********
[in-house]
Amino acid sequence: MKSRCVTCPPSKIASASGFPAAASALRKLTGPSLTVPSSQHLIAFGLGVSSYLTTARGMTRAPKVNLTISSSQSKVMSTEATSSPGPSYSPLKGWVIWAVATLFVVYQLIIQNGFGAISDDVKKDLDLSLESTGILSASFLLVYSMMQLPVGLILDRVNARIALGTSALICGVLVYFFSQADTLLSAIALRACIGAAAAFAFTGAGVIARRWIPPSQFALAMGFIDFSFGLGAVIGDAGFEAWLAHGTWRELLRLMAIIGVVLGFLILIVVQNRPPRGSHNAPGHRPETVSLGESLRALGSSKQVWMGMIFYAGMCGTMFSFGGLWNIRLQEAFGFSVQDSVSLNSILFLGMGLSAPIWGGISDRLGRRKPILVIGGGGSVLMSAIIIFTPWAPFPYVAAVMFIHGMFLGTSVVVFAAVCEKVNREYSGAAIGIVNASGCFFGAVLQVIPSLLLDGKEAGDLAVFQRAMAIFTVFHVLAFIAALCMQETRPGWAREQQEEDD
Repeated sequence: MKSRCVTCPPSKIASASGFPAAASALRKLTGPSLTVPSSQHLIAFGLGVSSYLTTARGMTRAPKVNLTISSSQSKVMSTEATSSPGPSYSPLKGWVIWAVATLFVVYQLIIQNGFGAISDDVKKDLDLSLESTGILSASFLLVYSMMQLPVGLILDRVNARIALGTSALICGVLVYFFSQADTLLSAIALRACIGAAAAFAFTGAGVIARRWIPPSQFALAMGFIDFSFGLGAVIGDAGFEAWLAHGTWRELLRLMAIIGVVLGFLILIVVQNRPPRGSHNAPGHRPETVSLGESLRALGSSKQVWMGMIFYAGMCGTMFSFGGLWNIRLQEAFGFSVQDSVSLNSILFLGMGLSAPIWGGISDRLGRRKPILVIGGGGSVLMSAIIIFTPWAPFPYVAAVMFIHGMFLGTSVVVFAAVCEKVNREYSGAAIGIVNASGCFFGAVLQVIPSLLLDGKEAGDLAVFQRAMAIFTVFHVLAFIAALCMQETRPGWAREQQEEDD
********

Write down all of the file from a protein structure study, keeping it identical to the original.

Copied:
[in-house]
Amino acid sequence: MKSRCVTCPPSKIASASGFPAAASALRKLTGPSLTVPSSQHLIAFGLGVSSYLTTARGMTRAPKVNLTISSSQSKVMSTEATSSPGPSYSPLKGWVIWAVATLFVVYQLIIQNGFGAISDDVKKDLDLSLESTGILSASFLLVYSMMQLPVGLILDRVNARIALGTSALICGVLVYFFSQADTLLSAIALRACIGAAAAFAFTGAGVIARRWIPPSQFALAMGFIDFSFGLGAVIGDAGFEAWLAHGTWRELLRLMAIIGVVLGFLILIVVQNRPPRGSHNAPGHRPETVSLGESLRALGSSKQVWMGMIFYAGMCGTMFSFGGLWNIRLQEAFGFSVQDSVSLNSILFLGMGLSAPIWGGISDRLGRRKPILVIGGGGSVLMSAIIIFTPWAPFPYVAAVMFIHGMFLGTSVVVFAAVCEKVNREYSGAAIGIVNASGCFFGAVLQVIPSLLLDGKEAGDLAVFQRAMAIFTVFHVLAFIAALCMQETRPGWAREQQEEDD
Repeated sequence: MKSRCVTCPPSKIASASGFPAAASALRKLTGPSLTVPSSQHLIAFGLGVSSYLTTARGMTRAPKVNLTISSSQSKVMSTEATSSPGPSYSPLKGWVIWAVATLFVVYQLIIQNGFGAISDDVKKDLDLSLESTGILSASFLLVYSMMQLPVGLILDRVNARIALGTSALICGVLVYFFSQADTLLSAIALRACIGAAAAFAFTGAGVIARRWIPPSQFALAMGFIDFSFGLGAVIGDAGFEAWLAHGTWRELLRLMAIIGVVLGFLILIVVQNRPPRGSHNAPGHRPETVSLGESLRALGSSKQVWMGMIFYAGMCGTMFSFGGLWNIRLQEAFGFSVQDSVSLNSILFLGMGLSAPIWGGISDRLGRRKPILVIGGGGSVLMSAIIIFTPWAPFPYVAAVMFIHGMFLGTSVVVFAAVCEKVNREYSGAAIGIVNASGCFFGAVLQVIPSLLLDGKEAGDLAVFQRAMAIFTVFHVLAFIAALCMQETRPGWAREQQEEDD